The campaign of Will Lehman, a 34-year-old worker at Mack Trucks in Pennsylvania (USA), for president of the United Auto Workers (UAW) union is also meeting with broad support in Germany. In the elections, which will be held by postal ballot between October and November, Lehman is running against incumbent UAW President Ray Curry, among others.
Marin, 25, lives in Düsseldorf and is currently training to become a web developer. He had watched the video of the UAW presidential candidate debate and was excited. “I think it’s good that Will is running this campaign as a socialist. I’m sure a lot of workers have thought similar things but haven’t been able to articulate it. In the US, socialism is totally frowned upon. But now Will is coming out and explaining it, in simple and clear terms.”
Marin sees a direct connection between “the question of unions and the struggle against bureaucracy with the question of the social system, that the whole society must be organized according to the needs of the workers and not according to those of the corporations. And also that he raises and makes clear that the class question is important; that’s being suppressed in the US and everywhere.”
He was impressed with how Will is performing in the campaign, and specifically with regard to current UAW President Ray Curry. “Will is doing it confidently and aggressively. I liked that he took on the other bureaucrats in the debate personally, directly, and toughly, but always factually. Will clearly says it’s not a question of swapping one leadership for another, it’s a question of abolishing the apparatus and giving power back to the workers.”
Marin liked very much how Will answered the question of corruption, which does not lie with the workers, but solely with the bureaucrats. “That’s where the beneficiaries of the parasitic UAW system sit. That’s clear and unequivocal.”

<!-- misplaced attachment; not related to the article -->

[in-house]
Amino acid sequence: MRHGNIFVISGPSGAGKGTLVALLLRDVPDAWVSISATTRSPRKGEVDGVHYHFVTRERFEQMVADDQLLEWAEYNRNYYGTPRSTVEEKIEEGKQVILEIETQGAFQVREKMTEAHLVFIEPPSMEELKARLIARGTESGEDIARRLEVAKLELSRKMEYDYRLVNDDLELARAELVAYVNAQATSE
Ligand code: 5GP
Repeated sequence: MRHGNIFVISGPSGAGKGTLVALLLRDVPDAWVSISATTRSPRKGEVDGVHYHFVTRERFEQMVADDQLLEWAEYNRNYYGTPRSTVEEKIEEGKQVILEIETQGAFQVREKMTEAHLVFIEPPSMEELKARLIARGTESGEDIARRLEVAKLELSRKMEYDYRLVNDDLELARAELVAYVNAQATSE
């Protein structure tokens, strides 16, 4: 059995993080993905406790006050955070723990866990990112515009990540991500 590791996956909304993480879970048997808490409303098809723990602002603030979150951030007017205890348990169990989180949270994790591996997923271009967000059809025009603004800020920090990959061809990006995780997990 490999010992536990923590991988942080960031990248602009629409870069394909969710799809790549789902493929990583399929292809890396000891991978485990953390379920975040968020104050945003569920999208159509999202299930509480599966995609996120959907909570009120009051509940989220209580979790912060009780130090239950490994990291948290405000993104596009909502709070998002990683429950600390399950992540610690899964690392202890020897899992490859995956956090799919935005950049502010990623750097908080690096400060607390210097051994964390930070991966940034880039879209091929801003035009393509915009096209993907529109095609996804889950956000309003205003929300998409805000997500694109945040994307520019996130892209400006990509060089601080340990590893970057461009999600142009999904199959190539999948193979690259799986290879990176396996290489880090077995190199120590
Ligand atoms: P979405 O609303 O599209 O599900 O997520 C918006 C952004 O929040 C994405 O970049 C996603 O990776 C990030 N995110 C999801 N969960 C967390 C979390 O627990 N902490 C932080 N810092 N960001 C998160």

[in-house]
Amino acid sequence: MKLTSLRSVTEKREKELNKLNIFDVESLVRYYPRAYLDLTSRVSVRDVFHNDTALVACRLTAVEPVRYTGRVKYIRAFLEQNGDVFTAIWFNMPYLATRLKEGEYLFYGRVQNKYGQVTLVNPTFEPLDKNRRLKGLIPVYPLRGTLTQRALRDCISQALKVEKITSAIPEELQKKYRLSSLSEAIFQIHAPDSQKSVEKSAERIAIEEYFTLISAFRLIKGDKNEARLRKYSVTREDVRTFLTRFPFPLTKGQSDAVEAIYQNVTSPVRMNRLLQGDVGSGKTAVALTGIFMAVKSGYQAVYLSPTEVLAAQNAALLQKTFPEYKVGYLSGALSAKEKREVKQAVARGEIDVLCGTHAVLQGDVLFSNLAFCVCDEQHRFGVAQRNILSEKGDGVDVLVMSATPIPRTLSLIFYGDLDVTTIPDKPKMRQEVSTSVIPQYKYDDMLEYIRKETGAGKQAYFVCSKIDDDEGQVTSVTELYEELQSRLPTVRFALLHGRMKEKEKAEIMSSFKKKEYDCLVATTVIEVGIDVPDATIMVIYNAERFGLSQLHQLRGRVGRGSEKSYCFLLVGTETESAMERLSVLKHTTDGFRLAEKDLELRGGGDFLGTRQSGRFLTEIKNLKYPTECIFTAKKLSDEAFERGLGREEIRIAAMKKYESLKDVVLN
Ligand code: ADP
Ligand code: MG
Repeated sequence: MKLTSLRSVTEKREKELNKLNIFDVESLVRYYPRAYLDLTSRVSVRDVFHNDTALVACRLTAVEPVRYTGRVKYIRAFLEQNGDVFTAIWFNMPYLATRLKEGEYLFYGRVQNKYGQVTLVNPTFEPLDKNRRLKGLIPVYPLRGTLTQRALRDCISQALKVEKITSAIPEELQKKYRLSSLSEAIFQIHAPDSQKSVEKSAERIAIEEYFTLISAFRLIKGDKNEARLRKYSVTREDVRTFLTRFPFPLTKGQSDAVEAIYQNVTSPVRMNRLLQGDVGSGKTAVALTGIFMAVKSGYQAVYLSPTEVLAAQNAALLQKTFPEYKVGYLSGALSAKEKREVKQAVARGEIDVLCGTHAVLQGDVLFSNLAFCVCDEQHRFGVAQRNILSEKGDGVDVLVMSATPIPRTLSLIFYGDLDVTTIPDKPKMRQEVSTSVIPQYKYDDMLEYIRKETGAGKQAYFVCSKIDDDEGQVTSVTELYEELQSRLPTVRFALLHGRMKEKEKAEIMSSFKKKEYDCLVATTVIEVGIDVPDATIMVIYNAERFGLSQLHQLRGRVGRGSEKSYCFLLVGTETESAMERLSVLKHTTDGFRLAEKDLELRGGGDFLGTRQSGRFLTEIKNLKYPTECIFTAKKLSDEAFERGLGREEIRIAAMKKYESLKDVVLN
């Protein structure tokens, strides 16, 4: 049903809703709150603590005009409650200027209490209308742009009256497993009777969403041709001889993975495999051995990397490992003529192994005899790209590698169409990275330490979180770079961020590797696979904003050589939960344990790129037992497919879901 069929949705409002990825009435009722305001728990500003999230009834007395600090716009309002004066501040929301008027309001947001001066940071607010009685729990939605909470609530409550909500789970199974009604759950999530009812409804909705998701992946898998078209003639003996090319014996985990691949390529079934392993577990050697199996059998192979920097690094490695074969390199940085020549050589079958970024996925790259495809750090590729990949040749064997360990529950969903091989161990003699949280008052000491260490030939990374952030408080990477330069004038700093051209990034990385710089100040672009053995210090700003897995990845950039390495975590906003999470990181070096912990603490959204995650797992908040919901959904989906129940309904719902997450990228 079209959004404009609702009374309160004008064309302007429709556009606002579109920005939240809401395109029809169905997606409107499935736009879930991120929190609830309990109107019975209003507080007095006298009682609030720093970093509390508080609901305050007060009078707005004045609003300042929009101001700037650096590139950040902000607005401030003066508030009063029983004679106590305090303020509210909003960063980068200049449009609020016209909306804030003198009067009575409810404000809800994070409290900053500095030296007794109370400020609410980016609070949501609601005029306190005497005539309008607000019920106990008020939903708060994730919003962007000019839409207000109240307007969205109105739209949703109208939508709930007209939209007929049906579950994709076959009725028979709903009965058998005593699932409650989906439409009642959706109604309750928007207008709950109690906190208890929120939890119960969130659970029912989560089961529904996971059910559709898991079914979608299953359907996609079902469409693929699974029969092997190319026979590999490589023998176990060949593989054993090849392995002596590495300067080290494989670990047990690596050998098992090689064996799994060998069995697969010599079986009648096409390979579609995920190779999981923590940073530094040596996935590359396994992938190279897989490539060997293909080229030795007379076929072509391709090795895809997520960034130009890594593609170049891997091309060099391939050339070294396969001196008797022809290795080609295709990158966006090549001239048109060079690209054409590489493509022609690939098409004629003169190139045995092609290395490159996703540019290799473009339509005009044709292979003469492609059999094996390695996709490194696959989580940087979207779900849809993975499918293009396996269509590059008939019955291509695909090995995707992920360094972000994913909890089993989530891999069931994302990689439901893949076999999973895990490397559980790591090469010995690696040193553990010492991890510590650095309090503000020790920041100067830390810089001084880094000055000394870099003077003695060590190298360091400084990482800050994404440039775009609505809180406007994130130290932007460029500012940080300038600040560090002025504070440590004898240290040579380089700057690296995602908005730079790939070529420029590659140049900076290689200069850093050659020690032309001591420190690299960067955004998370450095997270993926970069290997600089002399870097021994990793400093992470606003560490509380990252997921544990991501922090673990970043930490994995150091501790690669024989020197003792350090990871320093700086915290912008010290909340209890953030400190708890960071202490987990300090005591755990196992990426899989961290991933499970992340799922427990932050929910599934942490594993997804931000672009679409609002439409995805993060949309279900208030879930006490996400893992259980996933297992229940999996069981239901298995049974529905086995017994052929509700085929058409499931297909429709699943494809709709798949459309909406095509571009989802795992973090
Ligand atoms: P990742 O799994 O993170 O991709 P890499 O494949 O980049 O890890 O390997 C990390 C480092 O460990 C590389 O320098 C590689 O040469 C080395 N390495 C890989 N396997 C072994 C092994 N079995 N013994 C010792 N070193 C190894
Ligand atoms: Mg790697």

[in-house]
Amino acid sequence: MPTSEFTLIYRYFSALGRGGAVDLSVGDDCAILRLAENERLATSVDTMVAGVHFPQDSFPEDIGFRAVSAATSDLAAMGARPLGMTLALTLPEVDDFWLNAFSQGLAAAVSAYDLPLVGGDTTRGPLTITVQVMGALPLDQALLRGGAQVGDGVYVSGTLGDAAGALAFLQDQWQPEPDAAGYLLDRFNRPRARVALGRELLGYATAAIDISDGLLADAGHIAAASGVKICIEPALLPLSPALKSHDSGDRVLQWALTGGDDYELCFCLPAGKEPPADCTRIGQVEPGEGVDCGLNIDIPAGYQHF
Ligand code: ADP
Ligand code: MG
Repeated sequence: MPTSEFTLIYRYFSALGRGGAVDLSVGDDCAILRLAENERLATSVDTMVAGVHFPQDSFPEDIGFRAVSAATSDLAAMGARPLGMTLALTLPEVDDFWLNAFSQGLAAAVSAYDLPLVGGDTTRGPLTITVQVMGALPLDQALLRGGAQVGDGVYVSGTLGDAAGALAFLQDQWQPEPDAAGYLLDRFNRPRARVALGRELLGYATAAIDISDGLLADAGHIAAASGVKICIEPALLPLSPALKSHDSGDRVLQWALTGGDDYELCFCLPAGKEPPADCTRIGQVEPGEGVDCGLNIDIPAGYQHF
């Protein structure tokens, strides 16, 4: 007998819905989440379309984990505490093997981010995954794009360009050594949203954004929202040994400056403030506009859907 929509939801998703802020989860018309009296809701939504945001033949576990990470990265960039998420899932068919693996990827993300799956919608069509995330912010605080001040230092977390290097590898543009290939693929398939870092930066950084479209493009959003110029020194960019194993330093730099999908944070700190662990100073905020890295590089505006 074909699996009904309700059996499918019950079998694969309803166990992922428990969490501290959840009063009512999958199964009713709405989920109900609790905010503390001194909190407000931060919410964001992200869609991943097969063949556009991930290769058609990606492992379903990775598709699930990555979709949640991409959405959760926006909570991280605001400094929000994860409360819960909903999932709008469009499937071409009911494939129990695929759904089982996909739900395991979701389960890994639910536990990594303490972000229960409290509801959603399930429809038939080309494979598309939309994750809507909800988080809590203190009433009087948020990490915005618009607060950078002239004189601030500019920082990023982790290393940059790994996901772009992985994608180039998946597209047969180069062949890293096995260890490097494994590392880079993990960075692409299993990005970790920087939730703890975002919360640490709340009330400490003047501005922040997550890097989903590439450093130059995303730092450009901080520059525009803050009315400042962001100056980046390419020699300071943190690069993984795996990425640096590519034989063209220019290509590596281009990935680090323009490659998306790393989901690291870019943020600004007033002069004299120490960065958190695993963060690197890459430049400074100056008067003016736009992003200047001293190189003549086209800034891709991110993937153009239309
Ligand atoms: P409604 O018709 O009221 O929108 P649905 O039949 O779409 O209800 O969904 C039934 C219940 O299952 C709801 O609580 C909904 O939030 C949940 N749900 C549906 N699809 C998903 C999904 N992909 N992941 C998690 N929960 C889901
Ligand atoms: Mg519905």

Will’s internationalism especially appealed to him, Marin said. “That’s where our strength lies, when we coordinate internationally. And Will can’t do that alone. That’s why it’s not enough to elect him. That has to be the first step, to join him. It’s up to us to build a real democracy.”
Max had already met Will Lehman at the international online meeting of Indian and German Ford workers at the beginning of his campaign.
The Ford worker from Saarlouis has been following him closely ever since. “It’s right what the young colleague is doing,” he insists. “All the corruption of the union leadership is directed against us.” He speaks from his own experience. “We have a rank-and-file action committee at Ford Saarlouis that exposes everything that’s going wrong at our company to open colleagues’ eyes.” The IG Metall union and the works council at Ford Saarlouis divided the workers there from their colleagues at the plant in Almussafes (Valencia, Spain) in a cutthroat bidding war. After the decision fell against the Saarland site, they are now working to wind down the plant.
“The works council tells us all the time, we won’t let ourselves be divided,” Max said, “but what they mean is, we won’t allow any other opinions. To them, our action committee is a thorn in their side.
“You do not hear anything now,” he added, “and they pretend there is still plenty of time and everything is fine. It’s peace, joy, pancakes,” he said sarcastically. Last Saturday, Max says, IG Metall held a “solidarity party,”
but only IG Metall [bureaucrats] and their closest supporters came. “Most [workers] didn’t feel like celebrating,” he said.
That was why he supports Will’s campaign: “I’ve gotten to know him, it’s absolutely right that he sets about organizing workers independently, against the union officials who don’t represent us but the corporations and their own interests.” It was no different in Germany, he said. “This is, after all, a worldwide problem.”
Max reported, “Our works council representatives here work like a Mafia. Many of us see the union dues as a kind of protection money. Because if you’re not in the union, you don’t have much of a chance in the company. If they want you out, they’ll get you out. So now is the time for us to stand up to the union officials and their works council reps,” he concluded.